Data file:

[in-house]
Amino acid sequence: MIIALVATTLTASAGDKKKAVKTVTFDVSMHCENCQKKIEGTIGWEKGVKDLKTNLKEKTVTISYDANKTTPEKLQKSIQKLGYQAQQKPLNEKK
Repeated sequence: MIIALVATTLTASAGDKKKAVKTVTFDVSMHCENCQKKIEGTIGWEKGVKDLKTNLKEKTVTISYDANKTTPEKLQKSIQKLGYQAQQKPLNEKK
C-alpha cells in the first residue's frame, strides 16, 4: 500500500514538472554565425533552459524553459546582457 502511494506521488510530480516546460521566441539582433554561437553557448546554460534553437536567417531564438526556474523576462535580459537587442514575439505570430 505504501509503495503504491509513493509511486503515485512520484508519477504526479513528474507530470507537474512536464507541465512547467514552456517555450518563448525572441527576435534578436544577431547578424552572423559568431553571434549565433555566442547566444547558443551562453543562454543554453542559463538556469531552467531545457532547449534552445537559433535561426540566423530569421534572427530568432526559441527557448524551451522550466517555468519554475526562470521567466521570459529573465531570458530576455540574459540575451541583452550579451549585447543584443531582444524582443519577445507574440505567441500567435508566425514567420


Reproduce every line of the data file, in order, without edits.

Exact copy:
[in-house]
Amino acid sequence: MIIALVATTLTASAGDKKKAVKTVTFDVSMHCENCQKKIEGTIGWEKGVKDLKTNLKEKTVTISYDANKTTPEKLQKSIQKLGYQAQQKPLNEKK
Repeated sequence: MIIALVATTLTASAGDKKKAVKTVTFDVSMHCENCQKKIEGTIGWEKGVKDLKTNLKEKTVTISYDANKTTPEKLQKSIQKLGYQAQQKPLNEKK
C-alpha cells in the first residue's frame, strides 16, 4: 500500500514538472554565425533552459524553459546582457 502511494506521488510530480516546460521566441539582433554561437553557448546554460534553437536567417531564438526556474523576462535580459537587442514575439505570430 505504501509503495503504491509513493509511486503515485512520484508519477504526479513528474507530470507537474512536464507541465512547467514552456517555450518563448525572441527576435534578436544577431547578424552572423559568431553571434549565433555566442547566444547558443551562453543562454543554453542559463538556469531552467531545457532547449534552445537559433535561426540566423530569421534572427530568432526559441527557448524551451522550466517555468519554475526562470521567466521570459529573465531570458530576455540574459540575451541583452550579451549585447543584443531582444524582443519577445507574440505567441500567435508566425514567420